List of gamma-ray bursts

From Wikipedia, the free encyclopedia
Jump to: navigation, search

The following is a list of significant gamma-ray bursts (GRBs) listed in chronological order. GRBs are named after the date on which they were detected: the first two numbers correspond to the year, the second two numbers to the month, and the last two numbers to the day.

List[edit]

Burst Position Redshift Detected by Notes
GRB 670702 Vela 4 First GRB detected
GRB 790305b The first observed SGR megaflare, a specific type of short GRB.
GRB 830801 Brightest GRB detected
GRB 970228 z = 0.695[Ref 1] BeppoSAX First X-ray afterglow, first optical afterglow
GRB 970402 RA 14h 50.1m
Dec −69° 20′
BeppoSAX From an X-ray source never seen before in the constellation Circinus.[Ref 2]
GRB 970508 z = 0.835 BeppoSAX First redshift, first radio afterglow
GRB 971214 z = 3.4 BATSE The first GRB at z > 1; the most luminous of the earliest few GRBs.
GRB 980425 z = 0.008[Ref 3] BATSE The closest GRB to date and the first associated with a supernova.
GRB 990123 R.A. 15h 25m 29s
Decl. 44° 45′ 30″[Ref 4]
z = 1.6 BeppoSAX First burst observed simultaneously in optical and gamma-rays. Brightest observed afterglow before the launch of Swift.
GRB 991216 BATSE First burst detected by the Chandra X-ray Observatory[1]
GRB 030329 z = 0.168[Ref 5] HETE-2 The closest "classical" long GRB to Earth and the most thoroughly studied afterglow to date.
GRB 050509B z = 0.225 Swift First short burst with a detected afterglow and a possible host galaxy (not unique).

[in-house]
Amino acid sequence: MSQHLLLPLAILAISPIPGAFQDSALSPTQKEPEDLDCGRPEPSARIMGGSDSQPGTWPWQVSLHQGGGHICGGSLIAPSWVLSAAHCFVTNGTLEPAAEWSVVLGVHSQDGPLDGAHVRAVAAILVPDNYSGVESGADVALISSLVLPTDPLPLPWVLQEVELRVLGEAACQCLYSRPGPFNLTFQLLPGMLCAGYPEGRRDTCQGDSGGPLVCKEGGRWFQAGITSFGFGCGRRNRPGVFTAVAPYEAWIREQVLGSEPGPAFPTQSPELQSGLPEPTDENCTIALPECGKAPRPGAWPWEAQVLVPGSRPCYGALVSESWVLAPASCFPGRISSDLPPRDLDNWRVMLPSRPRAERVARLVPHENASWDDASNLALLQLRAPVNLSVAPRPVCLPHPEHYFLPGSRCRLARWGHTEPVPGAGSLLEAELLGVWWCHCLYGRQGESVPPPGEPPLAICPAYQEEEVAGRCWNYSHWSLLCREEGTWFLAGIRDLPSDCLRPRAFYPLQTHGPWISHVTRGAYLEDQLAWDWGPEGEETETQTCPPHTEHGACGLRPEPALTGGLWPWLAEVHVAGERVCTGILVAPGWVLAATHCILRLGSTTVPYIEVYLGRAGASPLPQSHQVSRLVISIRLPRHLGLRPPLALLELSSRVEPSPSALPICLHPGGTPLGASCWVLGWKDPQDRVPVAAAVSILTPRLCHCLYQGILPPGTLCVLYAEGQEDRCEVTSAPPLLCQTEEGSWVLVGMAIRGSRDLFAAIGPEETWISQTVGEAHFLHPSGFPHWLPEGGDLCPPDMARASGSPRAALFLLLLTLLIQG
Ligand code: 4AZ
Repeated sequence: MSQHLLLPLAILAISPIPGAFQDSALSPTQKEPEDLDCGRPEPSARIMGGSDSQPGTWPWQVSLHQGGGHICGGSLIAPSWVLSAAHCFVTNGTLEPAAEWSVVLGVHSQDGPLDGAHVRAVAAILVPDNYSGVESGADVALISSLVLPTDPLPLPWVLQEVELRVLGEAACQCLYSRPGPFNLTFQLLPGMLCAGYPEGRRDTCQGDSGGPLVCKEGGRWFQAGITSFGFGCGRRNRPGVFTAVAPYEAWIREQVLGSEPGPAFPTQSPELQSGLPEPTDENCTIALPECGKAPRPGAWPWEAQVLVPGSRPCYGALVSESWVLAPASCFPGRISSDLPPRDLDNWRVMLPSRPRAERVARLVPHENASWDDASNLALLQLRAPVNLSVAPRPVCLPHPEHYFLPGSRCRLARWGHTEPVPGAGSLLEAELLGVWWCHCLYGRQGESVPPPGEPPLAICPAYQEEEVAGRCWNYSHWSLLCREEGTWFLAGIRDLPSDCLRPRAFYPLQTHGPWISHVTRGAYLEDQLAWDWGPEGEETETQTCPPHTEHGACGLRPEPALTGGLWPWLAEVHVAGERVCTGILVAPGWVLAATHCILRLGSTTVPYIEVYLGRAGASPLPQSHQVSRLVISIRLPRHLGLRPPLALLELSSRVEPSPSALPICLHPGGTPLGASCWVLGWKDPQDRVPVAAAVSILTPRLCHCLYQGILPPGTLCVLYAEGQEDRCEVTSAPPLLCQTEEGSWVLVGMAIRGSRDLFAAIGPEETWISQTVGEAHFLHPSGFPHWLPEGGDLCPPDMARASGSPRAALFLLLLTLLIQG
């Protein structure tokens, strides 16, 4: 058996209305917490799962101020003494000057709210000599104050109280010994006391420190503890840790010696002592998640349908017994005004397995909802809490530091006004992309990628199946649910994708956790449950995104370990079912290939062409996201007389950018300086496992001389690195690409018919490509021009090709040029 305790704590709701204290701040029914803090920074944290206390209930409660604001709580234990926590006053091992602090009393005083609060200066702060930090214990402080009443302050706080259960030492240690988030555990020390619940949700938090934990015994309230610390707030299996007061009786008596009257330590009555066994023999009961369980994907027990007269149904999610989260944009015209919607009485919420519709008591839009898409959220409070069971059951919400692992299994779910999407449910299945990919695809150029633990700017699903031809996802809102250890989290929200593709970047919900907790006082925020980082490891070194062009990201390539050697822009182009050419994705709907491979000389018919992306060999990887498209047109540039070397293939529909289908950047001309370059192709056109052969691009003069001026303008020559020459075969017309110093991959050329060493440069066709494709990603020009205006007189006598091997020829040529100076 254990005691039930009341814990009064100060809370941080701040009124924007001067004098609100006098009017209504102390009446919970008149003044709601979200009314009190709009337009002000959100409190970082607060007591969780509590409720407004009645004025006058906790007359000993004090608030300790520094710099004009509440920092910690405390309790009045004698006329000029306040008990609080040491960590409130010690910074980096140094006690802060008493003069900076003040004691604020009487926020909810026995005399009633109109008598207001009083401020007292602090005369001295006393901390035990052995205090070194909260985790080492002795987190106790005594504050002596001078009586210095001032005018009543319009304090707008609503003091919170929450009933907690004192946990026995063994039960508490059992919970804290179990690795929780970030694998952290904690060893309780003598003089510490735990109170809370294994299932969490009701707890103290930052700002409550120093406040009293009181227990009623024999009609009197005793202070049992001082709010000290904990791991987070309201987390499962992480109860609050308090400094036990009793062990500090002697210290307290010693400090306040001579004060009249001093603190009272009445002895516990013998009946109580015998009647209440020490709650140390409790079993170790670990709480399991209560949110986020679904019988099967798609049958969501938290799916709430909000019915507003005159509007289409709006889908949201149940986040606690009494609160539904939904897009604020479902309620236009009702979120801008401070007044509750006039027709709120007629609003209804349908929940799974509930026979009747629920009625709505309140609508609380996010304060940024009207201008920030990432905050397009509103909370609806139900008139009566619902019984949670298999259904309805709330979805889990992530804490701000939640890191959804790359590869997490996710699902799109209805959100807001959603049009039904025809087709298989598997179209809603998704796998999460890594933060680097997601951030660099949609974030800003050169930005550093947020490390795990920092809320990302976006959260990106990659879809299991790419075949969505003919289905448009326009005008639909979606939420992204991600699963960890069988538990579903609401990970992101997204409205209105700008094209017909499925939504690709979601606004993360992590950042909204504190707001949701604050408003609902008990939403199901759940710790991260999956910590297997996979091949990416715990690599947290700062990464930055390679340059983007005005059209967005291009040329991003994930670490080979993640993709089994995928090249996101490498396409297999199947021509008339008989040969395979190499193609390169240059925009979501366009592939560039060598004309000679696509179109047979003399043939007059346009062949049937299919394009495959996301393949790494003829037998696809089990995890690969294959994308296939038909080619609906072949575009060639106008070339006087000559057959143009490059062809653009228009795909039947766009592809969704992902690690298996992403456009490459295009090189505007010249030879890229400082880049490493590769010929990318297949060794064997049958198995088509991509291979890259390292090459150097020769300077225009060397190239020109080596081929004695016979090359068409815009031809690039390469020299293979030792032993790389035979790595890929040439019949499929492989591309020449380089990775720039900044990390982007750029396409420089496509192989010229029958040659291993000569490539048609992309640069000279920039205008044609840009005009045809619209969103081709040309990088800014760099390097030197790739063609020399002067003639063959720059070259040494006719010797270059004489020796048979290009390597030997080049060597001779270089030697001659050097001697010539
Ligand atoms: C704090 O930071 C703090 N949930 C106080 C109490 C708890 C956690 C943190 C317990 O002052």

GRB 050709 z = 0.161[Ref 6] HETE-2 First short burst with a detected optical counterpart.
GRB 050724 z = 0.258[Ref 7] Swift First short burst with a detected radio, optical, and X-ray counterpart, as well as an unambiguous association with an elliptical galaxy.
GRB 060218 z = 0.0331[Ref 8] Swift First GRB with an accompanying supernova which could be tracked starting immediately after the burst.
GRB 060614 R.A. 21h 23m 27.0s
Decl. −53° 02′ 02″
z = 0.125 Swift Either a long-duration burst in which the presence of a bright supernova is ruled out, or a short-duration burst with extremely long-lasting gamma-ray emission.
GRB 080319B z = 0.937 Swift The most (optically) luminous event of any nature observed in the universe to date. By far the brightest optical afterglow of any gamma-ray burst.
GRB 080916C z = 4.35[Ref 9] Fermi The most energetic gamma-ray burst observed to date.
GRB 090423 R.A. 09h 55m 33.08s
Decl. +18° 08′ 58.9″
z = 8.2 Swift Remains the record holder for most distant observed object in the universe with spectroscopic confirmation.

[2] [Ref 10]

GRB 101225A R.A. 00h 00m 47.51s
Decl. +44° 36′ 01.1″
0.33 Swift 28 minutes duration. Also known as the "Christmas burst".
GRB 130427A R.A. 11h 32m 32.84s
Decl. +27° 41″ 56.2
0.34 Swift hours duration

Extremes[edit]

GRB Extremes
Title GRB Data Notes
Least distant GRB 980425 z = 0.0085
Most distant with photometric redshift estimate GRB 090429B z = 9.4 [3]
Most distant with spectroscopic redshift estimate GRB 090423 z = 8.2 [2]
Least Luminous
Most Luminous GRB 080916C Eiso = 8.8 × 1047 Joule
Longest duration GRB 111209A Duration = at least 7 hours
Shortest duration GRB 820405 Duration = 12 ms
Most distant naked-eye GRB GRB 080319B Apparent magnitude: 5.7
z=0.937
[4][5]
Closest naked-eye GRB

Firsts[edit]

GRB Firsts
Title GRB Date Data Notes
First GRB detected GRB 670702 1967 July 2 [4]
First GRB identified GRB 781104 1978 November 4 Venera-11, Venera-12, Prognoz-7, ISEE-3, Pioneer Venus Orbiter, Vela
First long duration GRB discovered
First short duration GRB discovered
First hard spectrum GRB discovered
First soft spectrum GRB discovered
First GRB whose distance was determined GRB 970508 z=0.835 [6]
First GRB discovered with a radio afterglow GRB 970508 [6]